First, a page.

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‹ Growing Native with Petey Mesquitey

Proboscidea Perfume

August 22, 2016
Growing Native with Petey Mesquitey
Growing Native with Petey Mesquitey
Proboscidea Perfume

IMG_7868 Who hasn’t gotten hooked by a dry devils claw pod on a walk in the borderlands. So pesky and yet so interesting looking, it’s the kind of pod that begs to end up on a mantle or book shelf or god forbid some macramé. And though I want it to be, devils claw is not exclusive to the southwest. There are around 9 species of Proboscidea found around America as far east as Delaware. Other common names for the genus are unicorn flower or unicorn plant.

The genus Proboscidea is from the Greek for elephant trunk and refers to the long beak of the fruit (That’s the part that dries out and splits and hooks onto you or your dog. See the photo). There are two species listed for Arizona.  Proboscidea parviflora is a common annual and best known for the large dry fruit being used as a dark fiber in Native American basketry. The young fruit is edible and the seeds of the dry fruit are edible as well if you feel like prying it apart for a snack. Some pliers and a nut pick would be handy.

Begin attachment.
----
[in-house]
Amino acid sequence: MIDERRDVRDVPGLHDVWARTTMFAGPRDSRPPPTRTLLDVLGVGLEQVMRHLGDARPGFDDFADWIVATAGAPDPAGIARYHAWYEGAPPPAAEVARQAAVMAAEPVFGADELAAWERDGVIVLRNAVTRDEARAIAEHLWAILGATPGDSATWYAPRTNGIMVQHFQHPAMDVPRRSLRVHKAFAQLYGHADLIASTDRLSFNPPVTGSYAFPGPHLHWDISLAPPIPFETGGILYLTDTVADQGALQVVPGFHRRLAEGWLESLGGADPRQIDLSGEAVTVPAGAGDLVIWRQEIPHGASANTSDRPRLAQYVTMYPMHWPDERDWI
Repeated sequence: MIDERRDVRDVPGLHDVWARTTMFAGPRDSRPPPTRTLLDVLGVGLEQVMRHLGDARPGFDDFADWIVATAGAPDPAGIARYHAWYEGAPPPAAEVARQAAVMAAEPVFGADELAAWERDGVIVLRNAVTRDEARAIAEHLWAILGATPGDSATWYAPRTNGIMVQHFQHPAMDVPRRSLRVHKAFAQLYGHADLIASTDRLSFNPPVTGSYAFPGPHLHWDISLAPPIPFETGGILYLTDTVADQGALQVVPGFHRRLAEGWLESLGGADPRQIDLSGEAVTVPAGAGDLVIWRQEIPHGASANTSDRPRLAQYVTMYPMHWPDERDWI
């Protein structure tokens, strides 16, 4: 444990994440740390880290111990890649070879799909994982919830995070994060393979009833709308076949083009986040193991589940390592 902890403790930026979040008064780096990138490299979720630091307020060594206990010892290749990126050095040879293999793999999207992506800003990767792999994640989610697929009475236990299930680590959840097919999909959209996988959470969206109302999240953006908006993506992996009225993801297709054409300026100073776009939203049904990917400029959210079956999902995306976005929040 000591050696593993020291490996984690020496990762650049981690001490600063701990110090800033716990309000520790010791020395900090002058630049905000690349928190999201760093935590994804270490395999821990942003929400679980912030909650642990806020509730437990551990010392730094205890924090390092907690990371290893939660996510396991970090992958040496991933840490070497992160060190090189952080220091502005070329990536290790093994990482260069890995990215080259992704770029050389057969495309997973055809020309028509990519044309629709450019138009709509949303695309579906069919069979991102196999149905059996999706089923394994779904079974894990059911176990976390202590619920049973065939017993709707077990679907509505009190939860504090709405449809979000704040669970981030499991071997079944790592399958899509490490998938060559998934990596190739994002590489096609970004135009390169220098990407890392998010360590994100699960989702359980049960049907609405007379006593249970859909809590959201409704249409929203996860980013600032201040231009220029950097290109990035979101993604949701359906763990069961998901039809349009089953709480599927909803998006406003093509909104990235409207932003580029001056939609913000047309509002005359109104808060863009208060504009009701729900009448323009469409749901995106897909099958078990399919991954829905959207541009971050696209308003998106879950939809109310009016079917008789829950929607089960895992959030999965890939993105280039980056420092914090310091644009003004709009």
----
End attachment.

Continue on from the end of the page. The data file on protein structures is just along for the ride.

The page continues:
Proboscidea altheaefolia is our perennial devil’s claw, returning each year from the roots and it is the species with an amazing sweet floral fragrance. And if the fragrance isn’t enough, the flowers are simply beautiful. They are quite large, but you’ll still need to get down on your hands and knees to see them in the mound of green sticky leaves. You won’t regret it.

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devils claws,   Growing Native,   Martyniaceae,   Native American basketry,   Petey Mesquitey,   Proboscidea,  


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